Sharifi and Others vs Italy and Greece
According to the factsheet of september 2018 regarding Collective expulsions of aliens: This case concerned 32 Afghan nationals, two Sudanese nationals and one Eritrean national, who alleged, in particular that they had entered Italy illegally from Greece and been returned to that country immediately, with the fear of subsequent deportation to their respective countries of origin, where they faced the risk of death, torture or inhuman or degrading treatment. They also submitted, with regard to Italy, that they had been subjected to indiscriminate collective expulsion. The Court held that there had been a violation by Italy of Article 4 of Protocol No. 4 to the Convention concerning the four applicants who had maintained regular contact with their lawyer in the proceedings before the Court considering that the measures to which they had been subjected in the port of Ancona had amounted to collective and indiscriminate expulsions. It also held, concerning the four same applicants, that there had been a violation by Italy of Article 13 (right to an effective remedy) combined with Article 3 (prohibition of inhuman or degrading treatment) of the Convention and Article 4 of Protocol No. 4 on account of the lack of access to the asylum procedure or to any other remedy in the port of Ancona. It further held that there had been a violation by Greece of Article 13 combined with Article 3 on account of the lack of access to the asylum procedure for them and the risk of deportation to Afghanistan, where they were likely to be subjected to ill-treatment, and a violation by Italy of Article 3, as the Italian authorities, by returning these applicants to Greece, had exposed them to the risks arising from the shortcomings in that country’s asylum procedure. In this case, the Court held, in particular, that it shared the concerns of several observers with regard to the automatic return, implemented by the Italian border authorities in the ports of the Adriatic Sea, of persons who, in the majority of cases, were handed over to ferry captains with a view to being removed to Greece, thus depriving them of any procedural and substantive rights. In addition, the Court reiterated that the “Dublin” system – which serves to determine which European Union Member State is responsible for examining an asylum application lodged in one of the Member States by a third-country national – must be applied in a manner compatible with the Convention: no form of collective and indiscriminate returns could be justified by reference to that system, and it was for the State carrying out the return to ensure that the destination country offered sufficient guarantees in the application of its asylum policy to prevent the person concerned being removed to his country of origin without an assessment of the risks faced.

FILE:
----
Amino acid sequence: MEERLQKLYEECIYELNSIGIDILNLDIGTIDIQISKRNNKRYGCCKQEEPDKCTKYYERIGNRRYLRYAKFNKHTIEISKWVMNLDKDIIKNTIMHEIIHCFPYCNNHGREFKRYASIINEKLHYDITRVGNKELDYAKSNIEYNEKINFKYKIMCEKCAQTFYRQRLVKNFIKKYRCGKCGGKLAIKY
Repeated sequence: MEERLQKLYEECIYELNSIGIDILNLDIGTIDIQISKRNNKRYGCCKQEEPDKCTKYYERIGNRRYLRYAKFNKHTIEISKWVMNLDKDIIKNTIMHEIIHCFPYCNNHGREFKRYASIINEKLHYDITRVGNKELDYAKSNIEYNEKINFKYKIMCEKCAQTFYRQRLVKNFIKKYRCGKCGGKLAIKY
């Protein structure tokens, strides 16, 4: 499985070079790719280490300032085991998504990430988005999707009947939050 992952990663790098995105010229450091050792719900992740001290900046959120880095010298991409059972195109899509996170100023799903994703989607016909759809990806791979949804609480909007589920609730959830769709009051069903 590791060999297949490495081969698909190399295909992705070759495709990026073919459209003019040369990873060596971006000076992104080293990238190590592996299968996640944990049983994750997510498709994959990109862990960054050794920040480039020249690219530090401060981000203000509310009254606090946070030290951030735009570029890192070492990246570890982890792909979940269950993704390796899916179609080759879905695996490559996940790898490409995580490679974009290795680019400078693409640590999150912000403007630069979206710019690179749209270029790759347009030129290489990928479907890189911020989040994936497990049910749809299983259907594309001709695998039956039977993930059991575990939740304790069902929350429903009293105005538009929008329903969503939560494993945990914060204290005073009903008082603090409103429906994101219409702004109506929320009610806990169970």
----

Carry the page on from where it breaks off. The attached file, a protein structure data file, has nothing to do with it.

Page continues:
Access to procedures; Afghanistan; Dublin procedures; Non-refoulement; Return/Removal/Deportation;
Council of Europe,CoE: European Court of Human Rights [ECHR], Sharifi and Others vs Italy and Greece, 21/10/2014, ECLI:CE:ECHR:2014:1021JUD001664309ECHR: Court rules on the expulsion of Afghan and other countries migrants from Italy to Greece